Justin Whittaker, 12, said what he learned from the video was not to judge people at first look, although he said he understands that everyone does it sometimes. He said the video is educational for students and saw that an important theme was, "Don't bully people."

Twelve-year-old Tash Longknife said seeing the homeless girl in the video stuck out to her because the other students didn't know when their classmate needed help.

"I thought, if you try to see in a different perspective then you can understand what they are going through," she said, adding that she liked the sunglasses.

The video was very detailed, Josh Swart, 13, said, and he liked it a lot. He likes those kind of videos, he said, because they are informative. He added that the scene where a child with dyslexia struggles with reading in front of his class spoke to him.

Carolyne Thomas, 12, said the dyslexia video also spoke to her, because she has a relative who struggles with the learning disorder. She added that she thought it was important to show the video at the school.

Antone Rider, 12, said the video has a great message, adding that he thought it was good that teachers and students were watching the video.

One of the parts of the video that Daniel Sanchez, 12, said he thought was important was when a teacher got upset at a student for not doing her homework, but what the teacher didn't know was the girl had been babysitting until 2 a.m. so was struggling in class.

Parsons said after the presentation that sometimes people can get so wrapped up in their own way of thinking that they don't take a second to see the other possibilities. She added that if her students learn to be considerate, thoughtful and helpful now they ail take those skills into the community as adults.

"There is more being taught at schools than academics," Parsons said. "School, and our school in particular, is a special place to be. There is a great deal of learning and growth that takes place here that can't be measured by a test or survey. It's measured by actions and observation, which also relates back to the 'Purple Glasses' video clip. Actions speak louder than words."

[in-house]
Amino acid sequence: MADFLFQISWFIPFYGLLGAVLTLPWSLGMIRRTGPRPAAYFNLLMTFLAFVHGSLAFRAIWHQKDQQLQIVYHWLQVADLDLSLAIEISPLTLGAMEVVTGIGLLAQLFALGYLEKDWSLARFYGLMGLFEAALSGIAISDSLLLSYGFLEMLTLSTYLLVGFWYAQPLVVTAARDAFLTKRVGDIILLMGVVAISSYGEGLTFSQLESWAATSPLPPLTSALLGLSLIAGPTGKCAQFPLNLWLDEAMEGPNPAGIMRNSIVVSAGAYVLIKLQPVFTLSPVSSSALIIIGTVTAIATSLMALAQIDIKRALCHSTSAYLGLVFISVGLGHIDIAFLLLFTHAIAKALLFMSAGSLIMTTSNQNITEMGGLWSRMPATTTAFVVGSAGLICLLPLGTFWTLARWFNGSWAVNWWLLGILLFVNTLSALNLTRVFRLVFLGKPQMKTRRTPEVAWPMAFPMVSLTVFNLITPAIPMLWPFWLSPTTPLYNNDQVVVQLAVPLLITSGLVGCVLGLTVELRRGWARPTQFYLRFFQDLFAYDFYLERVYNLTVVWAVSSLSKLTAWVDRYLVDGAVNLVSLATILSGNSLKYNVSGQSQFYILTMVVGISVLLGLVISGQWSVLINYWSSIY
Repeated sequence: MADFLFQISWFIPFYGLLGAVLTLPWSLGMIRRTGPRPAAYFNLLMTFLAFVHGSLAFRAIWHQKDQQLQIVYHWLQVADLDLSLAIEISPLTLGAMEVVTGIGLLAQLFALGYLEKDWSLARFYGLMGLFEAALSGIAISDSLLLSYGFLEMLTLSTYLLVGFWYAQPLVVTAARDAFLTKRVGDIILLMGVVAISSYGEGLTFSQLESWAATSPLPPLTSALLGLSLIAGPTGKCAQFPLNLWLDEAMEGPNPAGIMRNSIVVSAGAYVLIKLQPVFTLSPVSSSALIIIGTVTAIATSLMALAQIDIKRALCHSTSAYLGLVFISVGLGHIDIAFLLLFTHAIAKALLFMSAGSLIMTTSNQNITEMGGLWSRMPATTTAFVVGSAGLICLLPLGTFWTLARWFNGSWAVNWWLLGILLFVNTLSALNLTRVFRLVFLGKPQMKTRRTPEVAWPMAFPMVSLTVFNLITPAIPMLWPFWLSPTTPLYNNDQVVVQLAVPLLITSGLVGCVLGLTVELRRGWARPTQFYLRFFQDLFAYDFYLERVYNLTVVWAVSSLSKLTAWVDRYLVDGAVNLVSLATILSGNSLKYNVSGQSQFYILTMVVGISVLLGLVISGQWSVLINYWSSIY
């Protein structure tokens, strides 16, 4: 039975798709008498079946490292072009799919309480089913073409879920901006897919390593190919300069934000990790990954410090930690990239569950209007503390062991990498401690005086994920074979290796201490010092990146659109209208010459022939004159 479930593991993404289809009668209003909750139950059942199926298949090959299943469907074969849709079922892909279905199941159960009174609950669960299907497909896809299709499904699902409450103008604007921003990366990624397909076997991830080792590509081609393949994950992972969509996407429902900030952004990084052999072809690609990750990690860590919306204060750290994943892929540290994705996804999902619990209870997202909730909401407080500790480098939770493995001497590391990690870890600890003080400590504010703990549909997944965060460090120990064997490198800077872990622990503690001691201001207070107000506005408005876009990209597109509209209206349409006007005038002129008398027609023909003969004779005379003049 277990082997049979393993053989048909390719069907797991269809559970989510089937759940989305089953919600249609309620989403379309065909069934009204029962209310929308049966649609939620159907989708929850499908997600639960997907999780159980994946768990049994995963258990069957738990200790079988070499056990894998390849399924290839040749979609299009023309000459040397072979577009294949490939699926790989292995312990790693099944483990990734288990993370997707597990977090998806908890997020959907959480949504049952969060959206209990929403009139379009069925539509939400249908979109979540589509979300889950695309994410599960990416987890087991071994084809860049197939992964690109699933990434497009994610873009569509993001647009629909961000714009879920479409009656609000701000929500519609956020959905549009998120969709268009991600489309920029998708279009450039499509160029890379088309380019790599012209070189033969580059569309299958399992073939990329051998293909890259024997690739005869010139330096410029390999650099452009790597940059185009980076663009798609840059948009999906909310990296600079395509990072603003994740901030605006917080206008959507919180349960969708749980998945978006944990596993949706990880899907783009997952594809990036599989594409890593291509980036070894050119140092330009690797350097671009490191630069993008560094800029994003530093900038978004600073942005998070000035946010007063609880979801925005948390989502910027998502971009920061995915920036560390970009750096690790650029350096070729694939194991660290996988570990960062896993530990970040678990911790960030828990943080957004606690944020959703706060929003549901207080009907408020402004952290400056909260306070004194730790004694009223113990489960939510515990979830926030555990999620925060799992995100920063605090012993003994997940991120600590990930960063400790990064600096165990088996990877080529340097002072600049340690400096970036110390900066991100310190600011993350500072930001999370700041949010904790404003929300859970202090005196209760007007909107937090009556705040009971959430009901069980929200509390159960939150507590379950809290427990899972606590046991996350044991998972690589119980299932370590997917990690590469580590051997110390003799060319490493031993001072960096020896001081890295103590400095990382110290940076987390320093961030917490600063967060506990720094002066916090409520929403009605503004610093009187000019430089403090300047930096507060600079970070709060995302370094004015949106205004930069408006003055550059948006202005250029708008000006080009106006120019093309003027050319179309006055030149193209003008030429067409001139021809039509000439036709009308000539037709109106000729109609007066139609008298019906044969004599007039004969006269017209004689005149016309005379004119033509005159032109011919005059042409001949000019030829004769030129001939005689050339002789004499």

She said it is important that parents and teachers teach the same message of empathy to the children, adding that many parents are already teaching their children these skills, but it is important that teachers reinforce that at school.

The middle school has great kids, Parsons said, and it is a really good place to be. She added that the whole school district is forward-thinking in many different ways, and the Purple Glasses initiative is only one of the many things they do for their students.

Havre Daily News/Gen Yamaguchi

She said she and the two other teachers sent the video to Nitz, and he immediately called her into his office to ask her what she needed to get this started at the middle school.

Nitz said it is important to get the students to want to get along and understand that they are part of something bigger than themselves, "Blue Pony pride."

He added that the school plans to pursue this effort and follow it up with something later in the year, possibly have the students make their own version of the video or a documentary-style discussion with students talking to students about empathy at school.

"We know to be good people we just need to be reminded sometimes," Parsons said.


"Purple Glasses" can be seen at https://www.youtube.com/watch?v=TeRab5X3Mkg/.